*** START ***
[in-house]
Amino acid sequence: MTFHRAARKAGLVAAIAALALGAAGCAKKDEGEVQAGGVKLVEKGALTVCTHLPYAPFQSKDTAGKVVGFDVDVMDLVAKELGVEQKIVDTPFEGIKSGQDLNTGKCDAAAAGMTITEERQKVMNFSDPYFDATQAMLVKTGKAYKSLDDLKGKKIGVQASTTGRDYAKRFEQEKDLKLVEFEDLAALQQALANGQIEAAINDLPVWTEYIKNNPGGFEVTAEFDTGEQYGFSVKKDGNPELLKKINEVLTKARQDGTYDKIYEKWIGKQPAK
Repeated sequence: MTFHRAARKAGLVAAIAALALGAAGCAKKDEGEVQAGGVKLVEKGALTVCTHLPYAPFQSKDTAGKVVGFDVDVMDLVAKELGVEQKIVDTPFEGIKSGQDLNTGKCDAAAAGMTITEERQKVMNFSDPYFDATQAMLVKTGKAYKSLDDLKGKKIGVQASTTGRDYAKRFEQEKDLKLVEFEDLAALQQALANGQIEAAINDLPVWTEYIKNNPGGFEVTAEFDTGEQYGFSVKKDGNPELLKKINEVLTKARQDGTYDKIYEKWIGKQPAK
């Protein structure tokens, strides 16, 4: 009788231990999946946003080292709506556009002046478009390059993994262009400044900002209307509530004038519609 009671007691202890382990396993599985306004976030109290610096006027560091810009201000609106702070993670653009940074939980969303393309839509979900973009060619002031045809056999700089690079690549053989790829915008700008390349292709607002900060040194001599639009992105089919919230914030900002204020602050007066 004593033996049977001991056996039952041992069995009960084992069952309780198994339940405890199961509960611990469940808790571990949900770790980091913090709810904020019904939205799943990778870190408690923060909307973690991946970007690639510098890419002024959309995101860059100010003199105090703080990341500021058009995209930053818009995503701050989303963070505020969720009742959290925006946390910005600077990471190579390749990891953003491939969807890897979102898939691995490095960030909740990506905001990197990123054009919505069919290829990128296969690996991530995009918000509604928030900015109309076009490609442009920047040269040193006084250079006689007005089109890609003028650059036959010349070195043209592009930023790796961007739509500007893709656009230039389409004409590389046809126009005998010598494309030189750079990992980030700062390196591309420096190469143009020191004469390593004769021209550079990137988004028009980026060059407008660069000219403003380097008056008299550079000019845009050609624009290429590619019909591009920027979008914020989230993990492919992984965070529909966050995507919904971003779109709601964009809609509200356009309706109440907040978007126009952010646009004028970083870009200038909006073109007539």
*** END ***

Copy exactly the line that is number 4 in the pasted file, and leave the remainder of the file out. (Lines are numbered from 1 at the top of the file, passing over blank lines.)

């Protein structure tokens, strides 16, 4: 009788231990999946946003080292709506556009002046478009390059993994262009400044900002209307509530004038519609 009671007691202890382990396993599985306004976030109290610096006027560091810009201000609106702070993670653009940074939980969303393309839509979900973009060619002031045809056999700089690079690549053989790829915008700008390349292709607002900060040194001599639009992105089919919230914030900002204020602050007066 004593033996049977001991056996039952041992069995009960084992069952309780198994339940405890199961509960611990469940808790571990949900770790980091913090709810904020019904939205799943990778870190408690923060909307973690991946970007690639510098890419002024959309995101860059100010003199105090703080990341500021058009995209930053818009995503701050989303963070505020969720009742959290925006946390910005600077990471190579390749990891953003491939969807890897979102898939691995490095960030909740990506905001990197990123054009919505069919290829990128296969690996991530995009918000509604928030900015109309076009490609442009920047040269040193006084250079006689007005089109890609003028650059036959010349070195043209592009930023790796961007739509500007893709656009230039389409004409590389046809126009005998010598494309030189750079990992980030700062390196591309420096190469143009020191004469390593004769021209550079990137988004028009980026060059407008660069000219403003380097008056008299550079000019845009050609624009290429590619019909591009920027979008914020989230993990492919992984965070529909966050995507919904971003779109709601964009809609509200356009309706109440907040978007126009952010646009004028970083870009200038909006073109007539």